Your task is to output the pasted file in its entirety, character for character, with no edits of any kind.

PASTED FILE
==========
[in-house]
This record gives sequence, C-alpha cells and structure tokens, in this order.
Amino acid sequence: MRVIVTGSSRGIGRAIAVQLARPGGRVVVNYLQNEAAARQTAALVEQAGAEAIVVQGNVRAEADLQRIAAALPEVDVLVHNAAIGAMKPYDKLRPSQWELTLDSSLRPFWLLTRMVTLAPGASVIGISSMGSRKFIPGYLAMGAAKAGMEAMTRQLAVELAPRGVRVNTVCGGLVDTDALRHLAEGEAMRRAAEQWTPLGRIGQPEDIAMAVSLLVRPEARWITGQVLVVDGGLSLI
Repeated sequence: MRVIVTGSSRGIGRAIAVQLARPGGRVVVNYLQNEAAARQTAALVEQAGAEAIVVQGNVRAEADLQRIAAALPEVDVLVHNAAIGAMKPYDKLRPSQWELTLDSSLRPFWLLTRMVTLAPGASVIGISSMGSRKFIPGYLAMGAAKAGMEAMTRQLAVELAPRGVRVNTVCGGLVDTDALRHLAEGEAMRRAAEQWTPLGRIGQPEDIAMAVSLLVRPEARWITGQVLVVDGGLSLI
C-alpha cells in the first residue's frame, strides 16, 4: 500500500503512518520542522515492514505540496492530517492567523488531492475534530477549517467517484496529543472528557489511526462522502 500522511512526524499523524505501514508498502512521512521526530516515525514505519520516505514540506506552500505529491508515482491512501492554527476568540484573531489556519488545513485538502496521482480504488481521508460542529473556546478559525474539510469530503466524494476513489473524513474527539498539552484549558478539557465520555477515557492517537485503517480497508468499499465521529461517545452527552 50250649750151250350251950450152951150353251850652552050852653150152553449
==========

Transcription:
[in-house]
This record gives sequence, C-alpha cells and structure tokens, in this order.
Amino acid sequence: MRVIVTGSSRGIGRAIAVQLARPGGRVVVNYLQNEAAARQTAALVEQAGAEAIVVQGNVRAEADLQRIAAALPEVDVLVHNAAIGAMKPYDKLRPSQWELTLDSSLRPFWLLTRMVTLAPGASVIGISSMGSRKFIPGYLAMGAAKAGMEAMTRQLAVELAPRGVRVNTVCGGLVDTDALRHLAEGEAMRRAAEQWTPLGRIGQPEDIAMAVSLLVRPEARWITGQVLVVDGGLSLI
Repeated sequence: MRVIVTGSSRGIGRAIAVQLARPGGRVVVNYLQNEAAARQTAALVEQAGAEAIVVQGNVRAEADLQRIAAALPEVDVLVHNAAIGAMKPYDKLRPSQWELTLDSSLRPFWLLTRMVTLAPGASVIGISSMGSRKFIPGYLAMGAAKAGMEAMTRQLAVELAPRGVRVNTVCGGLVDTDALRHLAEGEAMRRAAEQWTPLGRIGQPEDIAMAVSLLVRPEARWITGQVLVVDGGLSLI
C-alpha cells in the first residue's frame, strides 16, 4: 500500500503512518520542522515492514505540496492530517492567523488531492475534530477549517467517484496529543472528557489511526462522502 500522511512526524499523524505501514508498502512521512521526530516515525514505519520516505514540506506552500505529491508515482491512501492554527476568540484573531489556519488545513485538502496521482480504488481521508460542529473556546478559525474539510469530503466524494476513489473524513474527539498539552484549558478539557465520555477515557492517537485503517480497508468499499465521529461517545452527552 50250649750151250350251950450152951150353251850652552050852653150152553449